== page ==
A. Rule 23(a)(1) -- Numerosity

A class may be certified only if it so large that joinder is impracticable. Fed. R. Civ. P. 23(a).

Whether joinder is practicable may depend on several factors: "(1) the class size; (2) the geographic dispersion of class members; (3) the type of relief sought by the class; and (4) the practicability of relitigating the common core issue." Radmanovich v. Combined Ins. Co. of America, 216 F.R.D. 424, 431 (N.D. Ill. 2003). In terms of numbers, forty often is identified as the number sufficient, but not necessary, to satisfy Rule 23(a). See Swanson v. American Consumer Indus., Inc., 415 F.2d 1326, 1333 n.9 (7th Cir. 1969). During the Class Period, there were 46,292 transactions at ATMs S1A5260 and S1A5261. (Defendant's Sur-Reply Memorandum Opposition to Plaintiffs' Amended Motion for Class Certification, Exhibit 5, ¶ 10.) Even assuming that many of the transactions involved repeat users, joinder of so large of a number of plaintiffs would be impracticable.

B. Rule 23(a)(2) -- Commonality

The Court next must determine that all class members will share a common question of law or fact. Fed. R. Civ. P. 23(a)(2). "A common nucleus of operative facts is usually enough to satisfy the commonality requirement of Rule 23(a)(2)." Rosario v. Livaditis, 963 F.2d 1013, 1018 (7th Cir. 1992). Such a common nucleus of operative facts can arise when each class member's claim will depend on the same conduct by the defendants. See Keele, 149 F.3d at 594. Once a common nucleus of facts is identified, commonality will not be upset by "factual variations among class members' grievances." Id., citing Patterson v. General Motors Corp., 631 F.2d 476, 481 (7th Cir. 1980).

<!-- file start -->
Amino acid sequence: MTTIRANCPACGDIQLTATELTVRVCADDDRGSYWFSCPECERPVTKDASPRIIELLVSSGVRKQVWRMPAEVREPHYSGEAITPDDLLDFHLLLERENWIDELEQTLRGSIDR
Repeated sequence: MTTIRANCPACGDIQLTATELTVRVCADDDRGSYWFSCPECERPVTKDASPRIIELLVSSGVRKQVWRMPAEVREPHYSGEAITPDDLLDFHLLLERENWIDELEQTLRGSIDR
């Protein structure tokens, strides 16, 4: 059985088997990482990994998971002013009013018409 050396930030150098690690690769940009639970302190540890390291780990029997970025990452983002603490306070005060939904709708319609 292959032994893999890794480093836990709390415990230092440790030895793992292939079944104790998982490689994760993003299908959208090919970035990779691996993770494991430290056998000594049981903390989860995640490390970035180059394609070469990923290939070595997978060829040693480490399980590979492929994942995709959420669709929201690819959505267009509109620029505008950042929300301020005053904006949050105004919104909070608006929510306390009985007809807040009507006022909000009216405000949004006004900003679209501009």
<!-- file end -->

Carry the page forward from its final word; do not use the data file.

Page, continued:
The proposed class is based on a common nucleus of operative facts -- that is, Defendant charged each class member $2.50 for using ATMs S1A5260 and S1A5261 during the Class Period. Class members also share a common interest in the question of whether Defendant's fee notices violated EFTA. Because class members share common questions of law and fact, the commonality prong of Rule 23(a) is met.

C. Rule 23(a)(3) -- Typicality

The Court now turns to the remaining prongs of Rule 23, prongs which compare the claims of the named plaintiffs to the claims of the putative class as a whole. A named plaintiff's claim is typical if "it arises from the same event or practice or course of conduct that gives rise to the claims of other class members and his or her claims are based on the same legal theory." De La Fuente v. Stokely-Van Camp, Inc., 713 F.2d 225, 232 (7th Cir. 1983). Similar to the commonality analysis, certain factual differences may be excused as long as the named representative's claims are based on the same course of conduct as the class as a whole and the same legal theory. Id. at 232-33; Tidwell v. Schweiker, 677 F.2d 560, 586 (7th Cir. 1982).